My 33 1/3 book, on Aphex Twin's Selected Ambient Works Volume II, was the 5th bestselling book in the series in 2014. It's available at Amazon (including Kindle) and via your local bookstore. • F.A.Q.Key Tags: #saw2for33third, #sound-art, #classical, #juntoElsewhere: Twitter, SoundCloud, Instagram

Listening to art.
Playing with audio.
Sounding out technology.
Composing in code.

Disquiet Junto Project 0438: Deep Plan

The Assignment: Compose a piece of music in which something special is situated at the very center.

Each Thursday in the Disquiet Junto group, a new compositional challenge is set before the group’s members, who then have just over four days to upload a track in response to the assignment. Membership in the Junto is open: just join and participate. (A SoundCloud account is helpful but not required.) There’s no pressure to do every project. It’s weekly so that you know it’s there, every Thursday through Monday, when you have the time.

Deadline: This project’s deadline is Monday, May 25, 2020, at 11:59pm (that is, just before midnight) wherever you are. It was posted on Thursday, May 21, 2020.

These are the instructions that went out to the group’s email list (at tinyletter.com/disquiet-junto):

Disquiet Junto Project 0438: Deep Plan
The Assignment: Compose a piece of music in which something special is situated at the very center.

Step 1: There is just one step this week: Compose a piece of music in which something special is situated at the very center.

Background: You might simply interpret that instruction as you choose to. For additional context, you might consider this centerpiece a surprise, or you might hint at it at the opening. It might be a gap, or a presence, or something in between.

Seven More Important Steps When Your Track Is Done:

Step 1: Include “disquiet0438” (no spaces or quotation marks) in the name of your tracks.

Step 2: If your audio-hosting platform allows for tags, be sure to also include the project tag “disquiet0438” (no spaces or quotation marks). If you’re posting on SoundCloud in particular, this is essential to subsequent location of tracks for the creation of a project playlist.

Step 3: Upload your tracks. It is helpful but not essential that you use SoundCloud to host your tracks.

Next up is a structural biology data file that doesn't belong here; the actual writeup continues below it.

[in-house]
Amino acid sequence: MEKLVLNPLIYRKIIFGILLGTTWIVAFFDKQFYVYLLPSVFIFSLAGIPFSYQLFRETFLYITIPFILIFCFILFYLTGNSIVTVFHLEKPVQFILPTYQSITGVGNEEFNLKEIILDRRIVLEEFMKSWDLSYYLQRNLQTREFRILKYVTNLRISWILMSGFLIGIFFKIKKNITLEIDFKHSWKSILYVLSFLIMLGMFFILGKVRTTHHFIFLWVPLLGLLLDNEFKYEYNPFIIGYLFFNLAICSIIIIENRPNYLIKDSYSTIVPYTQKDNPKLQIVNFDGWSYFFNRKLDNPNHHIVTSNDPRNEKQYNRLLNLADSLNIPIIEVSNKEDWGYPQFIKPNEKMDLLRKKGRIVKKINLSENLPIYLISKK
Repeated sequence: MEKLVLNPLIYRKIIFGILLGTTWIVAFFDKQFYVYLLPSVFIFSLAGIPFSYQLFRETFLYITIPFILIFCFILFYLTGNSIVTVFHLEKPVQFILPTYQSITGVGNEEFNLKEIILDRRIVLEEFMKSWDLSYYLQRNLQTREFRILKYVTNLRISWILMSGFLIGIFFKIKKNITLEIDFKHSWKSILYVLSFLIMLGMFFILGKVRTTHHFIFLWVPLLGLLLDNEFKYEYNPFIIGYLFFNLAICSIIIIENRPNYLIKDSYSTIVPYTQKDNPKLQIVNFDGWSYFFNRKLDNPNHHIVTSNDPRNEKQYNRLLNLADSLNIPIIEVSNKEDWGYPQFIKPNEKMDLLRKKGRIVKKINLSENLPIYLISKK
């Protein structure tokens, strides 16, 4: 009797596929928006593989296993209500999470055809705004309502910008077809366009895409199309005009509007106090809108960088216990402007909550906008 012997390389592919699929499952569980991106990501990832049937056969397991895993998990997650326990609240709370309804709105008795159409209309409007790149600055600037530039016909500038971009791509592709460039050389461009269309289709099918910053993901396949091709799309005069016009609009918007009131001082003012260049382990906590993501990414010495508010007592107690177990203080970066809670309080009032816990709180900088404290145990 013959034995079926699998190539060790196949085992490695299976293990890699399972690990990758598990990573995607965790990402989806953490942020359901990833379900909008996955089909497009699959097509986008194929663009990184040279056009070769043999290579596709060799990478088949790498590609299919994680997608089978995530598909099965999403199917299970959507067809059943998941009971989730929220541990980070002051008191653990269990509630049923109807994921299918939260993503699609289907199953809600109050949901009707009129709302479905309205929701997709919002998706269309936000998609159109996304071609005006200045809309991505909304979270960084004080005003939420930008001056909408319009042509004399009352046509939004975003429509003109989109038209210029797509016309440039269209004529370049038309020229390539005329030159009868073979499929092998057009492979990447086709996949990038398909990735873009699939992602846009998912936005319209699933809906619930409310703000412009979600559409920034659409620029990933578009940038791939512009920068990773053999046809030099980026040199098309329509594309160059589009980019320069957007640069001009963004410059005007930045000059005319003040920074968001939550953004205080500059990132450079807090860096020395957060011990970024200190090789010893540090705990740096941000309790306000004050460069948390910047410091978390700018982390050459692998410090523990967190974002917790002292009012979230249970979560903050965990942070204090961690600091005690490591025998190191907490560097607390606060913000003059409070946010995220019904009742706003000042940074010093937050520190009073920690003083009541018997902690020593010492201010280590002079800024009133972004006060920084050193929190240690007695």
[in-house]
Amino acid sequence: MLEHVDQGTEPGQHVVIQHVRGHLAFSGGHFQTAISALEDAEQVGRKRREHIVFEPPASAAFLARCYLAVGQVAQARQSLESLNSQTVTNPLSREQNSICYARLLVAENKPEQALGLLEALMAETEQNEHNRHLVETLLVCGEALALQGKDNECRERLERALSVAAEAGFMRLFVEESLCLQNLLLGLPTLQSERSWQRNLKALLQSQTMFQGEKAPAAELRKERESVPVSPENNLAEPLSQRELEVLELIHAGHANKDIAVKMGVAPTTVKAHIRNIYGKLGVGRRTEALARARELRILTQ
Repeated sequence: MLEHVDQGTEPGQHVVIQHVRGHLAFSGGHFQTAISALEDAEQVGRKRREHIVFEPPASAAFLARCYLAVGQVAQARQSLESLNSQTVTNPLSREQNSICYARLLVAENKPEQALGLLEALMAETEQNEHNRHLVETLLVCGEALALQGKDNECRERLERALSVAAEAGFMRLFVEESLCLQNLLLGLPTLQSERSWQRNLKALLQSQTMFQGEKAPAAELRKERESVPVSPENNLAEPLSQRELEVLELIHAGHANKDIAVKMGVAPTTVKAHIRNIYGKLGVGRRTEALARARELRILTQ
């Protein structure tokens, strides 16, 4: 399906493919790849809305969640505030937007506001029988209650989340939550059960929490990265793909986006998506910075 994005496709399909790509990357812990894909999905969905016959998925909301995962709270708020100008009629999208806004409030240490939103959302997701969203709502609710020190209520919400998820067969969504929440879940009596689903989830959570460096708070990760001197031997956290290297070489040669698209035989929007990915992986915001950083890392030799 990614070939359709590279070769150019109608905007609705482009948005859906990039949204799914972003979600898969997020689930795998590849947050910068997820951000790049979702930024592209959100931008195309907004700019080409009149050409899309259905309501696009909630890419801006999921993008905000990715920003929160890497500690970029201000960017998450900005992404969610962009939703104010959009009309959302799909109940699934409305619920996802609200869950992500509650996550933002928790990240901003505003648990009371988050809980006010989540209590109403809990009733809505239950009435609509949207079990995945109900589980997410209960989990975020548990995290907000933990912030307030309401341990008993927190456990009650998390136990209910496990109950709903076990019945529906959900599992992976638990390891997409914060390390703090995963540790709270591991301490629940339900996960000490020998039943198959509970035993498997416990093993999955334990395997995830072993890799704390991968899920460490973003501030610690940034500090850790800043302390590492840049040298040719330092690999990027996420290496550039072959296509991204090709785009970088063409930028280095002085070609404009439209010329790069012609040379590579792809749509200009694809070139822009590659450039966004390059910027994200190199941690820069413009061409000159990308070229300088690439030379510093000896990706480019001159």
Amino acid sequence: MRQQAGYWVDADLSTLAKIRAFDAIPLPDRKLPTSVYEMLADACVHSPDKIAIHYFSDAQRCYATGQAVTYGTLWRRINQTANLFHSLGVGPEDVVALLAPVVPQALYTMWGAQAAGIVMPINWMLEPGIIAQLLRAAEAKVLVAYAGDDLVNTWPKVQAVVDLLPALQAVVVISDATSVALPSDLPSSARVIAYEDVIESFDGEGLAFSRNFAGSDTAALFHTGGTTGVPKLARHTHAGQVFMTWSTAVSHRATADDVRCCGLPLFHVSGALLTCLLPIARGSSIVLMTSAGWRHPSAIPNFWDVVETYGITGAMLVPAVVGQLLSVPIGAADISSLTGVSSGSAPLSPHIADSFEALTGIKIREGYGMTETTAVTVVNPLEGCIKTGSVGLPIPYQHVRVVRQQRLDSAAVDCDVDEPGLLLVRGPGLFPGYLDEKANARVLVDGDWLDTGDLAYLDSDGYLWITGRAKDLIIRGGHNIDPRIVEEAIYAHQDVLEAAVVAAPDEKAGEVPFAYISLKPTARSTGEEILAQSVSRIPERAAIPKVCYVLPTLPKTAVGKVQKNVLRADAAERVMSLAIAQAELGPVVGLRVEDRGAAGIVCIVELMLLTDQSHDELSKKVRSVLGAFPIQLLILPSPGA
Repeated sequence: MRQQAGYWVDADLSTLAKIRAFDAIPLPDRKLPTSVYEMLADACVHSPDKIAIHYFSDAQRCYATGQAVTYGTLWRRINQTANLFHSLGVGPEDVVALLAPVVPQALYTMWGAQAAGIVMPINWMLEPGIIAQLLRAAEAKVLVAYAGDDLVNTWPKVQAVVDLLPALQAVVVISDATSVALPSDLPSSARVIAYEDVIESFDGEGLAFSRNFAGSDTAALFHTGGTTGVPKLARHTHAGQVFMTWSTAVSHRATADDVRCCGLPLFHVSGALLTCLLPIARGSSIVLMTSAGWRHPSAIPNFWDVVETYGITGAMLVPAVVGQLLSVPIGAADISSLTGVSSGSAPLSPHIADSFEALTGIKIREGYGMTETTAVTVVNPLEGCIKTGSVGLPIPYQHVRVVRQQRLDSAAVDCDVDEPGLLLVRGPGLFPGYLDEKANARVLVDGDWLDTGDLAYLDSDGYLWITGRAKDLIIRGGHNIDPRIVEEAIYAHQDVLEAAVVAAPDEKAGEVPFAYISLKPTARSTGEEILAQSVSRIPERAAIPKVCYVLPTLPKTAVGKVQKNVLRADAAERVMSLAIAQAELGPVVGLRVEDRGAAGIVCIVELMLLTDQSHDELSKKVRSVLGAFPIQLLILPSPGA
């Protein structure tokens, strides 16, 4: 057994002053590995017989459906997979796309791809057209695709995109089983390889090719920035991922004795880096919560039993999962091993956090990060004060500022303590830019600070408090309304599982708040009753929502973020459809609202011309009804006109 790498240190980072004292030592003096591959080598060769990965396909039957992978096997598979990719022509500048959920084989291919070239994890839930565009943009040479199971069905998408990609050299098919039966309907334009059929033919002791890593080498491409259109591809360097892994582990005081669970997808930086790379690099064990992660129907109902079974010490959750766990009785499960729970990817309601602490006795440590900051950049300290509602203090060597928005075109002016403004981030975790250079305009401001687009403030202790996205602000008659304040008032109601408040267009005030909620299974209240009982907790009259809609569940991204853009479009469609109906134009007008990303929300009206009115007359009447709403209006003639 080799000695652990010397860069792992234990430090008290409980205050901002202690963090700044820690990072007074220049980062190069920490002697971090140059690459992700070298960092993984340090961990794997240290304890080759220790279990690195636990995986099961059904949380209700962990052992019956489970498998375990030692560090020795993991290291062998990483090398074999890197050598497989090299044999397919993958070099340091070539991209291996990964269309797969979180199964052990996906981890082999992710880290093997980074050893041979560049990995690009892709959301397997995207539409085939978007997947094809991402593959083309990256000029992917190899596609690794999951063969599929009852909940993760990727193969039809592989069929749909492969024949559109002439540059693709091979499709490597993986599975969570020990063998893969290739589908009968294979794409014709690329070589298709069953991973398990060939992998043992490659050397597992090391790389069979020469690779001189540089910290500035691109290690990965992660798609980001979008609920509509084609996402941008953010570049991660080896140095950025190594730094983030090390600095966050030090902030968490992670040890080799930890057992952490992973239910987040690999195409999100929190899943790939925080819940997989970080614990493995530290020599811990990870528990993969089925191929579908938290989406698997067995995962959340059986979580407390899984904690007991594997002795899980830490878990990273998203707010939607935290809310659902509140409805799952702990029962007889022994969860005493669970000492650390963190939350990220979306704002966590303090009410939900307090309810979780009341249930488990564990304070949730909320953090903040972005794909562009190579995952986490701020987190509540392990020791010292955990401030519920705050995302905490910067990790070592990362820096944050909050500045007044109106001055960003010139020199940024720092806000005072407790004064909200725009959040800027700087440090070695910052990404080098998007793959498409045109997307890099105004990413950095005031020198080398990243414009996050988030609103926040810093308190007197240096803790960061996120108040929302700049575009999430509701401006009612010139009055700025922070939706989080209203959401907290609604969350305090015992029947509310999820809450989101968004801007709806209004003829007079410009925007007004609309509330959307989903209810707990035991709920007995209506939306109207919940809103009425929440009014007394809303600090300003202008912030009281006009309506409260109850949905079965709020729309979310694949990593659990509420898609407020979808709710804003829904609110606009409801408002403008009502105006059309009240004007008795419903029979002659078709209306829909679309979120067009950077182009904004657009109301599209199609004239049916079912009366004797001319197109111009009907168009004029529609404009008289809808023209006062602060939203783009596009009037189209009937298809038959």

Step 4: Post your tracks in the following discussion thread at llllllll.co:

https://llllllll.co/t/disquiet-junto-project-0438-deep-plan/

Step 5: Annotate your tracks with a brief explanation of your approach and process.

Step 6: If posting on social media, please consider using the hashtag #disquietjunto so fellow participants are more likely to locate your communication.

Step 7: Then listen to and comment on tracks uploaded by your fellow Disquiet Junto participants.

Additional Details:

Deadline: This project’s deadline is Monday, May 25, 2020, at 11:59pm (that is, just before midnight) wherever you are. It was posted on Thursday, May 21, 2020.

Length: The length is up to you. This may be the rare circumstance when longer is better.

Title/Tag: When posting your tracks, please include “disquiet0438” in the title of the tracks, and where applicable (on SoundCloud, for example) as a tag.

Upload: When participating in this project, be sure to include a description of your process in planning, composing, and recording it. This description is an essential element of the communicative process inherent in the Disquiet Junto. Photos, video, and lists of equipment are always appreciated.

Download: Given the nature of this particular project sequence, it is best to set your track as downloadable and allowing for attributed remixing (i.e., a Creative Commons license permitting non-commercial sharing with attribution, allowing for derivatives).

For context, when posting the track online, please be sure to include this following information:

More on this 438th weekly Disquiet Junto project, Disquiet Junto Project 0438: Deep Plan — The Assignment: Compose a piece of music in which something special is situated at the very center — at:

https://disquiet.com/0438/

More on the Disquiet Junto at:

https://disquiet.com/junto/

Subscribe to project announcements here:

http://tinyletter.com/disquiet-junto/

Project discussion takes place on llllllll.co:

https://llllllll.co/t/disquiet-junto-project-0438-deep-plan/

There’s also a Disquiet Junto Slack. Send your email address to twitter.com/disquiet for Slack inclusion.

Image associated with this track is from NASA, used thanks to a Creative Commons license and Flickr. The image has been cropped, colors shifted, and text added.

https://flic.kr/p/pewfZo

https://creativecommons.org/licenses/by-nc/2.0/

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This Week (off) in Sound

Public service announcement